Christian PilgrimagePilgrimages in LithuaniaJohn Paul II and Lithuania

Mother of Mercy, we fly to your protection!
Klaudijaus Driskiaus fotografija

Chapel of the Gate of Dawn

The chapel dedicated to the Mother of God is situated inside a 16th century defensive tower known as the Gate of Dawn. This two-story building, with a floor plan that is nearly square, acquired architectural traits of the late classicist style during works carried out in 1829. Its two-tier façade, reminiscent of a triumphal arch, has a triangular pediment on which is depicted the Eye of Providence, a sign of divine protection. The pediment bears two Latin inscriptions: Mater Misericordiae (“Mother of Mercy”), and below, Sub tuum praesidium confugimus (“we take refuge in thee”). The inscriptions were originally in Polish, but following a popular revolt in 1863, the Tsarist authorities required that they be replaced by the Latin texts. The Polish inscriptions were restored in 1933, though today we once again see them in Latin – the language of the universal Church.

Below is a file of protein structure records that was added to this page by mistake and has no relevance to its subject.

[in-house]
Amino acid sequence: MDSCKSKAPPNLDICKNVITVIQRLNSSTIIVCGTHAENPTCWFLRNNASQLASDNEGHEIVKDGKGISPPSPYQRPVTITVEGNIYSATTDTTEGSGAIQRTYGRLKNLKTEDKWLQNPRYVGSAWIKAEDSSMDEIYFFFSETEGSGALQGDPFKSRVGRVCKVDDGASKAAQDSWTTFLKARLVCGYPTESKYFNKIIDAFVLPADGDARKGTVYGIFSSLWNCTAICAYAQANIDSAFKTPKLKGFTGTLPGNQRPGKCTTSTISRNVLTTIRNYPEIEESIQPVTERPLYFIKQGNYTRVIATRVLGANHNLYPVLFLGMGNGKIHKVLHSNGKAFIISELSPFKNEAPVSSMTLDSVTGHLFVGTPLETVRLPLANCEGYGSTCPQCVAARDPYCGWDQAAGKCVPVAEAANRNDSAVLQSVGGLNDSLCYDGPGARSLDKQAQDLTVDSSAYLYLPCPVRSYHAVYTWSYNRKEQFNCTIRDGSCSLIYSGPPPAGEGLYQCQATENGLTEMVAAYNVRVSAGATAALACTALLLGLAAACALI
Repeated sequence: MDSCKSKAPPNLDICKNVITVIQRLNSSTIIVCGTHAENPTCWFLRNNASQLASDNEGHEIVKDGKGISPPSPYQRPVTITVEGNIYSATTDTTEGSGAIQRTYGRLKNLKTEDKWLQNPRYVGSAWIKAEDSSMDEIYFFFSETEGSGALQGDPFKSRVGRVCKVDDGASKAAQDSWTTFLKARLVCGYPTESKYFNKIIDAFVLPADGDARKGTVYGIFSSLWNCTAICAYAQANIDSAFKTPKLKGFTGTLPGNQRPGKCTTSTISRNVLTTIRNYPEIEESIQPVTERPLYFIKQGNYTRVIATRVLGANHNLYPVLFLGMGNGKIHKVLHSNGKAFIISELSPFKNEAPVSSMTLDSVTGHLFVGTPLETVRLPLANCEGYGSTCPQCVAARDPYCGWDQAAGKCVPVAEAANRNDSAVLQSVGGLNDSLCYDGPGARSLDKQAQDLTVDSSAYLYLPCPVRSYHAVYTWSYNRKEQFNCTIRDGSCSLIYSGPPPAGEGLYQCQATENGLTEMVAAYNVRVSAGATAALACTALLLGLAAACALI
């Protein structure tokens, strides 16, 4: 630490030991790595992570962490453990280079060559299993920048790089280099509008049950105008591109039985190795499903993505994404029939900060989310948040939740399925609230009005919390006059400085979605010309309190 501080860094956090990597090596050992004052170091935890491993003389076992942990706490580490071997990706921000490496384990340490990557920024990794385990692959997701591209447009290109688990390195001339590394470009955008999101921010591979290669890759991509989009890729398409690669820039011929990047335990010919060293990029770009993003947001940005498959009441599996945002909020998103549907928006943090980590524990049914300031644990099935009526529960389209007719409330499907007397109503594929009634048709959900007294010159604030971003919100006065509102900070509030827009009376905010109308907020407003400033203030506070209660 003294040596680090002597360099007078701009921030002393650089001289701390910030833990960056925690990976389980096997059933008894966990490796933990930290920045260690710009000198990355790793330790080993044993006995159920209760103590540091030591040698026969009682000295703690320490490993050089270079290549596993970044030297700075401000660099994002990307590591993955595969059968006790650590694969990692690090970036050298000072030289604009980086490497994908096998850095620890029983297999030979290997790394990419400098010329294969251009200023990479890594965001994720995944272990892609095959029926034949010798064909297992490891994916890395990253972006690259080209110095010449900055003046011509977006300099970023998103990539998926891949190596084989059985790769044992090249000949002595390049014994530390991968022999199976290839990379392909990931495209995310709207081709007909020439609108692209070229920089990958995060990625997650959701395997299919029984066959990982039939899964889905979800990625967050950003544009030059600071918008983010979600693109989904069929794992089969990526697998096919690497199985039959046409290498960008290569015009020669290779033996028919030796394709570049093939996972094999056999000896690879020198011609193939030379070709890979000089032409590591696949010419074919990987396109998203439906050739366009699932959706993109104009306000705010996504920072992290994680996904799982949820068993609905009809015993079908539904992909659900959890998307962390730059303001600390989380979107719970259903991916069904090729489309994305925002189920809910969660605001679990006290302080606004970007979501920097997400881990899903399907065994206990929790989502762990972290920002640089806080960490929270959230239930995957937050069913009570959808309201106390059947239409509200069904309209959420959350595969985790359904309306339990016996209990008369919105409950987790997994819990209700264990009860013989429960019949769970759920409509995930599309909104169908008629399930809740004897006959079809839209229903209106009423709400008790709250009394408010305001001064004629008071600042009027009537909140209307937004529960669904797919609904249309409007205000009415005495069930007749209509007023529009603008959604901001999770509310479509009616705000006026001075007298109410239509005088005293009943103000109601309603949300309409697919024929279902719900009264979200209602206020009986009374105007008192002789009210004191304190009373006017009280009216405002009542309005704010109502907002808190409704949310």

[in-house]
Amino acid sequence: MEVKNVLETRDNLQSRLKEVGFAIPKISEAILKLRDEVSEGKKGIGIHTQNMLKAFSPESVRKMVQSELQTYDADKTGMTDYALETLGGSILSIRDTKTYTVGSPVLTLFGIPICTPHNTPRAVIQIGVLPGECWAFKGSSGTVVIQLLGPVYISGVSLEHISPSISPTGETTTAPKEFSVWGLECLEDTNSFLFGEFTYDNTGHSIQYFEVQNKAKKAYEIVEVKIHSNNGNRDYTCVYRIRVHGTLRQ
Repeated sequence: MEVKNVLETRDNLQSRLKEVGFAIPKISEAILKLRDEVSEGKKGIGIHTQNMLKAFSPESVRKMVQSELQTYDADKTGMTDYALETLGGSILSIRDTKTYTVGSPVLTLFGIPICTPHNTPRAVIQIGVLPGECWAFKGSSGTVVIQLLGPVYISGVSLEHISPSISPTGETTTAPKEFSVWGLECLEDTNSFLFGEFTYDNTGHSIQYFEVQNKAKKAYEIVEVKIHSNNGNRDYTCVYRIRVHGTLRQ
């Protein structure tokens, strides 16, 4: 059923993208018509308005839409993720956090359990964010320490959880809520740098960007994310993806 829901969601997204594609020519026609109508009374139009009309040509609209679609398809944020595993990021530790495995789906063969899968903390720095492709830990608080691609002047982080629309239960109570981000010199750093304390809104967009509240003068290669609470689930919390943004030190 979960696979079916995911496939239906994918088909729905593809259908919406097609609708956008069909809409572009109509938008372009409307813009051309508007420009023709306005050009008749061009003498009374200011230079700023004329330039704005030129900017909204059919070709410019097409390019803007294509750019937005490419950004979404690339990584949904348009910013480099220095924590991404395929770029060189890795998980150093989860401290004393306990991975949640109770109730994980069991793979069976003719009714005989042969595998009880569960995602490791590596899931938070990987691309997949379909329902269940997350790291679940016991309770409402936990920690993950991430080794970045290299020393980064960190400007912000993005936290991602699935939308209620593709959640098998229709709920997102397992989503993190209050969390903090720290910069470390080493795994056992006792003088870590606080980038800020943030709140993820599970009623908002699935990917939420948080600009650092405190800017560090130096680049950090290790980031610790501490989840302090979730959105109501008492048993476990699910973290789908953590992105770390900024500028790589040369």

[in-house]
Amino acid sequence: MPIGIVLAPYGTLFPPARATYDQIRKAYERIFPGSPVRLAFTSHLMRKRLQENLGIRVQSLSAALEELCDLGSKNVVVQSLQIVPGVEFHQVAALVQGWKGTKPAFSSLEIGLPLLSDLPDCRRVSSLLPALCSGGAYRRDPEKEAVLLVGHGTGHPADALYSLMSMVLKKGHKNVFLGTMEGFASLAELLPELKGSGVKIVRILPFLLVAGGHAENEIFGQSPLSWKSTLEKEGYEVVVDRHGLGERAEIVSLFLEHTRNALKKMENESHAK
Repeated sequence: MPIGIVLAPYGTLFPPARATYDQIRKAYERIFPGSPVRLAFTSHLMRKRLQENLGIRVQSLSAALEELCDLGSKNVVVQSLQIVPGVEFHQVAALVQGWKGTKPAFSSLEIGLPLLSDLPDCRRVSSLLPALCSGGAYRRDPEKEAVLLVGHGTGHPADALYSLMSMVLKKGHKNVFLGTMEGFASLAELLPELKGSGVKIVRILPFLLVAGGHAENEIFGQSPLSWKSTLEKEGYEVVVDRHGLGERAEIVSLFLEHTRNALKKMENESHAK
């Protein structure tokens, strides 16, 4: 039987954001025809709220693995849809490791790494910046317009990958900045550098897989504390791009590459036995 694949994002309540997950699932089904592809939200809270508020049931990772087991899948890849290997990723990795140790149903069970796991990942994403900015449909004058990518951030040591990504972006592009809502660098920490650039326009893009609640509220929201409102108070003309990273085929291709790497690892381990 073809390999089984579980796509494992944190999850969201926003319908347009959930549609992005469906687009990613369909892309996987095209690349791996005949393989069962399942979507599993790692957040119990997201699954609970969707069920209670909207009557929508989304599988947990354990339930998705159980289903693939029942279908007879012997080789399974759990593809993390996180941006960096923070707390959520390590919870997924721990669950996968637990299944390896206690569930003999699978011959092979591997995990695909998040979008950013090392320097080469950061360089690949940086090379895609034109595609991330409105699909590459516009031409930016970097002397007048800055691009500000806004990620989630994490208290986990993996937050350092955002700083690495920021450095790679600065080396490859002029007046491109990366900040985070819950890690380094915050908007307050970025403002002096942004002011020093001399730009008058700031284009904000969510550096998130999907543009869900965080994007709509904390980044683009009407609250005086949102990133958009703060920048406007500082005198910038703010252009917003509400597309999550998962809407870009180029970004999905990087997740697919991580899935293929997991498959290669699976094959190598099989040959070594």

The miraculous image of the Mother of Mercy is at the centre of a classicist altar. On either side of the painting, between columns, stand sculptures of Mary’s parents, Sts Joachim and Anne. The ceiling vaults are decorated with thin plaster reliefs depicting a star and two other Marian symbols taken from the popular Litany of Loreto: to the left, facing the altar, the “Ark of the Covenant”, the Old Testament sign of God’s continual presence among his people; and to the right, the “House of Gold”, the dwelling of God’s wisdom, crowned with a vine branch and a reed. The lower walls of the chapel are covered by an art deco frieze in pressed metal made in 1932 in Vilnius. The frieze contains stylized lily branches whose blossoms are medallions with reliefs depicting the invocations from the Litany of Loreto. It is a visual echo of the litany which pilgrims intone here every day. The silver used for the frieze is from the abundant votive offerings which thankful pilgrims have left at the chapel over the years, and which also cover its walls. The votive offerings, of which there were 1,438 when counted in 1856, tripled in number by 1927, when the chapel was redecorated in preparation for the coronation of Our Lady’s image.